According to the CITES proposal, overutilization of scalloped hammerheads has also been documented off the coast of Belize, leading to an observed decline in the abundance and size of hammerheads and prompting a halt in the Belize-based shark fishery. However, fishing pressure on hammerheads still continues as a result of Guatemalan fishermen entering Belizean waters (CITES, 2010). Further south, in Brazil, declines between 60 and 90 percent of adult female scalloped hammerheads have been reported from 1993 to 2001 using CPUE data, while the abundance of neonates has significantly decreased over the past 10 years (CITES, 2010). In inshore waters, neonates are heavily targeted by coastal gillnets and recreational fisheries, and are also caught as bycatch in shrimp and pair trawls (CITES, 2010). Further offshore, catches of scalloped hammerheads have been documented as incidental take in other directed fisheries, such as a tuna fishery based in Santos City, São Paulo State, Brazil, where data has revealed a decline in these incidental catch weights, from 290 t in 1990 to 59 t in 1996 (Amorim et al., 1998).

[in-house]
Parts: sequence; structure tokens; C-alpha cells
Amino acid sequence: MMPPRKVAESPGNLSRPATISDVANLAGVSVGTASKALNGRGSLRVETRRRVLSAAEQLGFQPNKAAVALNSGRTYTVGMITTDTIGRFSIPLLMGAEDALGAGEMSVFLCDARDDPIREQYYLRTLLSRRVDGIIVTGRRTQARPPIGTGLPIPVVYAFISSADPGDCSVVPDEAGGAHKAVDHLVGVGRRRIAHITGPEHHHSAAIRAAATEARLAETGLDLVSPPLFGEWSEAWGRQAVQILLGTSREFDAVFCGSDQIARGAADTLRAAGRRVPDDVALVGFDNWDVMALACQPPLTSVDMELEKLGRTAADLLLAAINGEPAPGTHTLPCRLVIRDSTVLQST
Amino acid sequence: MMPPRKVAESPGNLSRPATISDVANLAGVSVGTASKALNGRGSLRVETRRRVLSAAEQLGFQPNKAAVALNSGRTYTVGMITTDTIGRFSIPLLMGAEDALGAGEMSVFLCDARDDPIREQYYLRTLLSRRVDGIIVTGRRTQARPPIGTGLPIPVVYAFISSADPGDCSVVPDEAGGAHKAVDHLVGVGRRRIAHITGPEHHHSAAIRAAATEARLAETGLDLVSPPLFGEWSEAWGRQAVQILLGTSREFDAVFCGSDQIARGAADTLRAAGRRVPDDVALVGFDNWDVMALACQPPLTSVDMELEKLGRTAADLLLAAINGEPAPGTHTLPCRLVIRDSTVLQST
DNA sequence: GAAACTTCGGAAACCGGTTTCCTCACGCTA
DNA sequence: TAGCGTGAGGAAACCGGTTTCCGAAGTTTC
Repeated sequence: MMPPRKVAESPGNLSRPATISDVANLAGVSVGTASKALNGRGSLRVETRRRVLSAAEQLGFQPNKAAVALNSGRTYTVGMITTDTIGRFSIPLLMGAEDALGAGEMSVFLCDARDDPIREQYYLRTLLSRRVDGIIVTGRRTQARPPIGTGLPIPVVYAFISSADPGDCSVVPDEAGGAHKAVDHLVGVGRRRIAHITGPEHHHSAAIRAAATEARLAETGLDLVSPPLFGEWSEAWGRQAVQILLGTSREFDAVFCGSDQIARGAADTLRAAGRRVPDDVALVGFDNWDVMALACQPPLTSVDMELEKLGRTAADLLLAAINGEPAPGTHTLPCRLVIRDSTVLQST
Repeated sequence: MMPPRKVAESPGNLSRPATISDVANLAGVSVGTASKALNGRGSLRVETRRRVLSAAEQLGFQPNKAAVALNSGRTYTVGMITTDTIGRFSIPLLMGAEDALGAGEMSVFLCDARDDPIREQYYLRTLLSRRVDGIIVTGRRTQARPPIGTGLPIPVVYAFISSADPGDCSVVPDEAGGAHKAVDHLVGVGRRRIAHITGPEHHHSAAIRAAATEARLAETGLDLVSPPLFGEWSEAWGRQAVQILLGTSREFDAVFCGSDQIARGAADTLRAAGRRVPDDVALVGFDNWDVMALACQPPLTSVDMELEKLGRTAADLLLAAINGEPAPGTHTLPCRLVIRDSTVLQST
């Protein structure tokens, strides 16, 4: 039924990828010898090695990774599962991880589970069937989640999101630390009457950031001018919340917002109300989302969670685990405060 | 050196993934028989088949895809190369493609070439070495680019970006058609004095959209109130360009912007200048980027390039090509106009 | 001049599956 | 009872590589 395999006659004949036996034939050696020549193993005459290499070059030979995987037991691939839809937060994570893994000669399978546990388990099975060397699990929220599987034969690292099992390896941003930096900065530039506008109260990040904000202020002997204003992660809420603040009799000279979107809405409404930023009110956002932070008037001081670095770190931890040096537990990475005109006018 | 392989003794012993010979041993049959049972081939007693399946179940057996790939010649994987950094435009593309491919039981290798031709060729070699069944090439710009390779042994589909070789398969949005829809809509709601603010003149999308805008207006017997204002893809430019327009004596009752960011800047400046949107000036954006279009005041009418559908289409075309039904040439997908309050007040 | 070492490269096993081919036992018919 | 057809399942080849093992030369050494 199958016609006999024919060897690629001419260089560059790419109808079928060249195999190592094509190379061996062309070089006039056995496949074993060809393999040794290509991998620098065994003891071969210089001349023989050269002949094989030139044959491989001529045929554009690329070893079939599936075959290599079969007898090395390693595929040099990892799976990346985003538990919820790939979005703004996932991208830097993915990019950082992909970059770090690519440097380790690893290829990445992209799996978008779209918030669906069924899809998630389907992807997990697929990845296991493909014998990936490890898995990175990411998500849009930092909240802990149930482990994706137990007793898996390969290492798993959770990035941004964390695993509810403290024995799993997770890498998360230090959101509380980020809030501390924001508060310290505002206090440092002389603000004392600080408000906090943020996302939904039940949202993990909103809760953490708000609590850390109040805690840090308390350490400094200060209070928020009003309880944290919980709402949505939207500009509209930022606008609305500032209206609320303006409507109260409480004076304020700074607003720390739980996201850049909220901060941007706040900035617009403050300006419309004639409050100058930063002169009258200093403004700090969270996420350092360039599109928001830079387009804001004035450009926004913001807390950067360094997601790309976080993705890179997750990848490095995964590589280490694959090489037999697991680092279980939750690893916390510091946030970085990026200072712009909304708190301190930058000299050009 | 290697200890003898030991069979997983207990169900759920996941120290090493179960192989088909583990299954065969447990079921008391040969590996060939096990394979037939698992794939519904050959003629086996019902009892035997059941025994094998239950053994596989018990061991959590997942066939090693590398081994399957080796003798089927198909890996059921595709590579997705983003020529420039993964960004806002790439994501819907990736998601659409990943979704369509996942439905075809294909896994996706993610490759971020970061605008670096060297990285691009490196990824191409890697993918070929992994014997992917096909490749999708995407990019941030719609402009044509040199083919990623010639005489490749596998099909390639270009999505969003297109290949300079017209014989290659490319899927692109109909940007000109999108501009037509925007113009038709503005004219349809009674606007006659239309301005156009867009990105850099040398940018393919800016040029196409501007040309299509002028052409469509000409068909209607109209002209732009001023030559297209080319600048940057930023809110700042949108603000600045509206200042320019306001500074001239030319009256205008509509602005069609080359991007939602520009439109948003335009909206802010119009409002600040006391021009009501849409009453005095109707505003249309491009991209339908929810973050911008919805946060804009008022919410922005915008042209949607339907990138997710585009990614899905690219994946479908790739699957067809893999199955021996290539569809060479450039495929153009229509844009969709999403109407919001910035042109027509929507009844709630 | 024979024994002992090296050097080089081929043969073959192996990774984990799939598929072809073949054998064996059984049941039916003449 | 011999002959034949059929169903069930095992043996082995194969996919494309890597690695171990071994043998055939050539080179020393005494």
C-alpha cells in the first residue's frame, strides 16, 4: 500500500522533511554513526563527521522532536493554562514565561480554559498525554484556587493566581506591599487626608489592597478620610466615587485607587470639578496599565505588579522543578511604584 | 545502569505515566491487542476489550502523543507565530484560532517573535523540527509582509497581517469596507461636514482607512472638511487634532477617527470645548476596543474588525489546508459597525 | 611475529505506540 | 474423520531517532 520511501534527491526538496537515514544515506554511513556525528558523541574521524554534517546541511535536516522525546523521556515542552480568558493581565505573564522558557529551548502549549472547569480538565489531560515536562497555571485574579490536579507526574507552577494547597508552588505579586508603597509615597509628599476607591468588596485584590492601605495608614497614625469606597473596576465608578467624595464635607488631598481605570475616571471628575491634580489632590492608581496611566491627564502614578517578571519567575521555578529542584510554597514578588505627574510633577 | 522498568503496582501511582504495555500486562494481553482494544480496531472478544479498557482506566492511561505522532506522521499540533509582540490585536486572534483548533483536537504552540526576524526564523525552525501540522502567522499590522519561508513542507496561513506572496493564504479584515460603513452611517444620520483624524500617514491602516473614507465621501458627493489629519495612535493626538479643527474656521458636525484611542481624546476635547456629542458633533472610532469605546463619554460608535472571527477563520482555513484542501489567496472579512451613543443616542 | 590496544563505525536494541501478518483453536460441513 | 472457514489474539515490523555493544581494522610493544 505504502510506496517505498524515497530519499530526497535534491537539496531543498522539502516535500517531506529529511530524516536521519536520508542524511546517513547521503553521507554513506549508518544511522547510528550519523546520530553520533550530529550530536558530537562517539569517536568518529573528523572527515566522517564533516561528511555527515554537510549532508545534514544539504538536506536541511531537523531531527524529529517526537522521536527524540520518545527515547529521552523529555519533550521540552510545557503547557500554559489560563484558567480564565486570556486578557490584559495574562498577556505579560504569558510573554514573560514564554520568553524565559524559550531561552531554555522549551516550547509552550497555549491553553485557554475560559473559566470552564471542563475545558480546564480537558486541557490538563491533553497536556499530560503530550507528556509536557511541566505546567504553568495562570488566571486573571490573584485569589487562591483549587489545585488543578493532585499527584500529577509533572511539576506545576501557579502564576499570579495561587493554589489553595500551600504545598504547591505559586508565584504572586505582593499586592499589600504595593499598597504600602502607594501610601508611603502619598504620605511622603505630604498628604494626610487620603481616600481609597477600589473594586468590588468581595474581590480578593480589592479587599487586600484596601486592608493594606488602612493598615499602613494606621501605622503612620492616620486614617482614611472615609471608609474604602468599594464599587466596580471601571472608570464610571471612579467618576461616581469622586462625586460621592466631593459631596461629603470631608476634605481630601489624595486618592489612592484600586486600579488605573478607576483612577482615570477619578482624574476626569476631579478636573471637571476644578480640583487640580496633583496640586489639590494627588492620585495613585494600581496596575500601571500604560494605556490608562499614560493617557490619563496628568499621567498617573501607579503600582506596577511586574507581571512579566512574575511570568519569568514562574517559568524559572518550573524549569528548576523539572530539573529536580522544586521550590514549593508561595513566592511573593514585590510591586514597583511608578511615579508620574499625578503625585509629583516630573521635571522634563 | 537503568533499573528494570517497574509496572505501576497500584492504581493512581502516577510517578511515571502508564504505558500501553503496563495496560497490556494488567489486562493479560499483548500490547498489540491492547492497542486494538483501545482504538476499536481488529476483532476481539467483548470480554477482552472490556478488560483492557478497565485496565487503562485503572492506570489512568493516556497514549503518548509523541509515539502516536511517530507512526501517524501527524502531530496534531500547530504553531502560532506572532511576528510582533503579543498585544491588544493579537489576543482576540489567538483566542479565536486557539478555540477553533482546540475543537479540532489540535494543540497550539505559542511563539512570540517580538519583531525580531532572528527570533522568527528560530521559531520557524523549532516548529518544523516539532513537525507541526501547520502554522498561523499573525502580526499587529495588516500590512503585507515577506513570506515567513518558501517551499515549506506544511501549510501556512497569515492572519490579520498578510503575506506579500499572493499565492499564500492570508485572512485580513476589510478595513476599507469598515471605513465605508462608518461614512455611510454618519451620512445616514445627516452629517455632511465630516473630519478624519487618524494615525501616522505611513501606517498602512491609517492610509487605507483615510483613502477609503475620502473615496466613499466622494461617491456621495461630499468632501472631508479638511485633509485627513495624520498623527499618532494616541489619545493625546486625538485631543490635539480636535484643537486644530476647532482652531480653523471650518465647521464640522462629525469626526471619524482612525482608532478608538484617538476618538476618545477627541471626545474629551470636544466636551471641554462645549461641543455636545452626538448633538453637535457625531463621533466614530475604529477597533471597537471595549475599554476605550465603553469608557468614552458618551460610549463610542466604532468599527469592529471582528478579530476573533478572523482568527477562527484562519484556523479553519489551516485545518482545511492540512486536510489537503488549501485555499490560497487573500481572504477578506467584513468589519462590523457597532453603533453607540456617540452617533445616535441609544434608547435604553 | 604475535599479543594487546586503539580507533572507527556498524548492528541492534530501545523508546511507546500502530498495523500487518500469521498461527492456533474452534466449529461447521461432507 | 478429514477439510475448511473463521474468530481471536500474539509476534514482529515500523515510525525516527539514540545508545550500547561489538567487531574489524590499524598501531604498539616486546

In the Pacific Ocean, juvenile scalloped hammerheads are targeted mainly in directed fisheries but also taken as bycatch by shrimp trawlers and coastal teleost fisheries. Importance of scalloped hammerheads in fishery landings appears to vary by region, from 11.9 percent of the total catch from El Salvador (number of individuals (n)=412; 1991-1992) to 36 percent from the Gulf of Tehauntepec, Mexico (n=8,659; 1996-1998), and ranging from 6 percent (n=339) to 74 percent (n=800) of the total catch off different parts of Guatemala (1996-1999) (CITES, 2010). In Ecuador, landings of hammerhead sharks have decreased since 1996, with a 51 percent decline in artisanal fishery landings between 2004 and 2006 in the Port of Manta, an area where artisanal and drift-net fleets account for 80 percent of shark landings in Ecuador (CITES, 2010).
In the Indian Ocean, pelagic sharks, including the scalloped hammerhead, are targeted in various fisheries, including semi-industrial, artisanal, and recreational fisheries. Countries that fish for sharks include: Egypt, India, Iran, Oman, Saudi Arabia, Sudan, United Arab Emirates, and Yemen, where the probable or actual status of the shark populations is unknown, and Maldives, Kenya, Mauritius, Seychelles, South Africa, and United Republic of Tanzania, where the actual status of the shark population is presumed to be fully to over exploited (Young, 2006). We conclude that the information in the petition and in our files suggests that fisheries may be impacting the continued existence of the scalloped hammerhead.
Inadequacy of Existing Regulatory Mechanisms